Goddess of a Mad King Excerpt – Breaton

The Poor Man’s Squire lived up to its name in the squalor that plagued the neighborhood below Cross Street. Located on a dirt side street it was almost lost between a slaughterhouse and a two-story brothel that leaned heavily on the smaller building. The window that looked out on the rutted street was missing one shutter and the other was hanging by just one peg. The door, a crude oaken monstrosity, was crooked in its frame allowing a cold stream of air to chill the patrons.

The group shoved through the door and were greeted with familiarity by the barkeep with rheumy eyes and skin so white it was almost translucent. His wife, the owner of the establishment, smiled at them and began wiping down the only large table in the room with a dingy rag that would have been better suited for mopping floors. The young men didn’t mind though. Their thoughts were on drink and cards rather than cleanliness.

As they waited for their beer, conversation drifted from subject to subject until it landed firmly on their upcoming assignments within the military.

Garin, the blond with the down on his chin, was the first to speak up. “Have you heard they are putting us with Foot?”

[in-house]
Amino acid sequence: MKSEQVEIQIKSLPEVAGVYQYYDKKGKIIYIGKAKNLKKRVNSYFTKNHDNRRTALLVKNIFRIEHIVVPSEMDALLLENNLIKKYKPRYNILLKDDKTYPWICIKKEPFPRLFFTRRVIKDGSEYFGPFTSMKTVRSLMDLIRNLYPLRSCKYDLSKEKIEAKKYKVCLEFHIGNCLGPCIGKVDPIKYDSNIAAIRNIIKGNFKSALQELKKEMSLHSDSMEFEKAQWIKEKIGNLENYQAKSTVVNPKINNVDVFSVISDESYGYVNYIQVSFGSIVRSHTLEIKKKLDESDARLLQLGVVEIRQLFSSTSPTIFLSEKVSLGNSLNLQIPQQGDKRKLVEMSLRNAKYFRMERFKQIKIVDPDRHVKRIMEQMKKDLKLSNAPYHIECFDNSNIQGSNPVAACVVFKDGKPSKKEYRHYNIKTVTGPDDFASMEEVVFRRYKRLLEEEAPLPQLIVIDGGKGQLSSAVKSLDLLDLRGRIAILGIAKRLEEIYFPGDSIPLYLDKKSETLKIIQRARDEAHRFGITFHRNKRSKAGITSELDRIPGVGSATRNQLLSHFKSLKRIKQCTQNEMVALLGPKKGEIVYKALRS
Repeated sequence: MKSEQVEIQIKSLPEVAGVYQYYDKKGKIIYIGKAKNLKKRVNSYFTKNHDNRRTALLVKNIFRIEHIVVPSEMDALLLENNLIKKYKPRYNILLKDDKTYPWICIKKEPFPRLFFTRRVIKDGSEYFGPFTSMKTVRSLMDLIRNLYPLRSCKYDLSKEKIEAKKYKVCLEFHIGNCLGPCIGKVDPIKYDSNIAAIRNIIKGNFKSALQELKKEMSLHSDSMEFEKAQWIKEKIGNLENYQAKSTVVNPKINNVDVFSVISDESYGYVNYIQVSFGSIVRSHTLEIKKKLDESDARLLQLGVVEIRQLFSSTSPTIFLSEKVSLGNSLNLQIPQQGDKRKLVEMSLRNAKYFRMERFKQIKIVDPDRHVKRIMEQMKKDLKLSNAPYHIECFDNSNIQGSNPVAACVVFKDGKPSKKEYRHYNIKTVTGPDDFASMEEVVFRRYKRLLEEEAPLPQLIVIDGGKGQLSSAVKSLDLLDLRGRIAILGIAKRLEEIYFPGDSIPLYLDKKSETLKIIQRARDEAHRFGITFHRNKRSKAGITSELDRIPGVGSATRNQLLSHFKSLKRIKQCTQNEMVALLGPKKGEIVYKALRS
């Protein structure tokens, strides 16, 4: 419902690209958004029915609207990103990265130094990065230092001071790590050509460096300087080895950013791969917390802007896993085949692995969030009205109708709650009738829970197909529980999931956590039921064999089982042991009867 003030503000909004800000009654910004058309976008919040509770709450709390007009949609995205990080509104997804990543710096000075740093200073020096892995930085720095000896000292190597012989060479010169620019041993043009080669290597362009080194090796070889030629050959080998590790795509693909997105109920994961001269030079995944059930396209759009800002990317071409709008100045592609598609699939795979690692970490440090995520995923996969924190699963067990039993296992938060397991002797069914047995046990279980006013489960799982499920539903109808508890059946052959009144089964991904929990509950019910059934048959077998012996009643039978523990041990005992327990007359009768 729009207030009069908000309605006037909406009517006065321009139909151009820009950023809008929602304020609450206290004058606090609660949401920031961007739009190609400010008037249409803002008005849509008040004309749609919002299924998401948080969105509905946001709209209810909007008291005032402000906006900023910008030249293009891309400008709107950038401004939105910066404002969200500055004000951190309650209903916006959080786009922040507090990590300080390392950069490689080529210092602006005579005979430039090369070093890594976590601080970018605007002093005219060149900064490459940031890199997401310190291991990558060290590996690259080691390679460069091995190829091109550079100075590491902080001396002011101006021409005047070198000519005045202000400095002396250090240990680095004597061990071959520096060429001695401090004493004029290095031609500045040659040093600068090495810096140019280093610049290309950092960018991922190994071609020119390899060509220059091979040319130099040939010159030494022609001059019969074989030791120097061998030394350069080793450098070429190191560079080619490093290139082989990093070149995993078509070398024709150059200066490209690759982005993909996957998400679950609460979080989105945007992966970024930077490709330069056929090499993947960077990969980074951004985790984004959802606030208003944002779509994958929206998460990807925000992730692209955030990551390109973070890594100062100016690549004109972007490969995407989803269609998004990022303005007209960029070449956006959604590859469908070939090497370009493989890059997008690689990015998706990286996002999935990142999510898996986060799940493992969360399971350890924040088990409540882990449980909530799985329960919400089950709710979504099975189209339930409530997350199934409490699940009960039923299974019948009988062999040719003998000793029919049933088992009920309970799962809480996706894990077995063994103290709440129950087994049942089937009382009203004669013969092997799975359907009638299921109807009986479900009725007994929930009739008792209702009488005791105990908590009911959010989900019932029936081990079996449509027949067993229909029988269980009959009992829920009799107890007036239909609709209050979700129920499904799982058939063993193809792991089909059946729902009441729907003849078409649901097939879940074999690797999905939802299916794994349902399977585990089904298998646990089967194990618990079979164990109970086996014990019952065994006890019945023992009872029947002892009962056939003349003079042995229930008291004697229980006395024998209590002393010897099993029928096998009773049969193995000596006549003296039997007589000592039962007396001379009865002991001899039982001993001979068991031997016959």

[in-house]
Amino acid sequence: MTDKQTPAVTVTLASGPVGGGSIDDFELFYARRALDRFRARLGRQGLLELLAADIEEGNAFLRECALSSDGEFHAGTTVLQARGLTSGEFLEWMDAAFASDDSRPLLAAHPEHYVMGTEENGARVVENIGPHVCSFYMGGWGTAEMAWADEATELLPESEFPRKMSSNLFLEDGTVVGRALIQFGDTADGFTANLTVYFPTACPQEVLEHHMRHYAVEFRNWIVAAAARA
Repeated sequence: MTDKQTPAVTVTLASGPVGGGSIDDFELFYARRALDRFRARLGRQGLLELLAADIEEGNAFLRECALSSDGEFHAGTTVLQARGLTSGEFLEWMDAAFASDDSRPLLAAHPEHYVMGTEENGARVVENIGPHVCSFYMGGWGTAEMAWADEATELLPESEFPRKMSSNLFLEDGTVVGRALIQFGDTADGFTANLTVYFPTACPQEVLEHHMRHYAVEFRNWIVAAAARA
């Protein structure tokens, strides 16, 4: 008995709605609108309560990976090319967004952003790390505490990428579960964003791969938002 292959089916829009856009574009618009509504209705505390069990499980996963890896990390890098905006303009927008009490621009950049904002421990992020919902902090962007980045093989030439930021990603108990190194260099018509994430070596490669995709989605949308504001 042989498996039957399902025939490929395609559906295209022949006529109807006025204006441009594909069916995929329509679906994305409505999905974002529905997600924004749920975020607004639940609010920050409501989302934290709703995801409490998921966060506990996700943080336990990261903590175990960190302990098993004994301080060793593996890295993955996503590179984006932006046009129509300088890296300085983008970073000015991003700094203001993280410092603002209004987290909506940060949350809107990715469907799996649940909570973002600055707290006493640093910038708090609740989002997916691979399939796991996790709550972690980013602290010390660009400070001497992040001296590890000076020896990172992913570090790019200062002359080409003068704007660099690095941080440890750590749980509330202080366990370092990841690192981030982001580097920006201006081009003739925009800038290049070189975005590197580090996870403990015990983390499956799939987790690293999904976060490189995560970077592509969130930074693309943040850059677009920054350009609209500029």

“That’s what I heard. We will be assigned to the Foot and sent to clean out the Brokenlands once and for all,” claimed a young man with a broad chest and deep booming voice.

“You’re an idiot, Carson,” Garin retorted. “They won’t send first-year squires into that hell hole.”

Loris, a lean muscled youth with eyes as blue as the ocean and hair the color of burning coals continued the subject, “All you should be sure of, is that our mothers supported Mateos as heir to the throne and though we are Traders’ sons we can never look forward to being promoted to positions of prestige as long as Rakin is King.”

The mistress of the tavern arrived with the first round of drinks and served them with well-practiced movements. Though the mistress and her trades-husband were friendly towards the boys, the squires were cautious enough stop talking about Rakin until she returned to the kitchen area.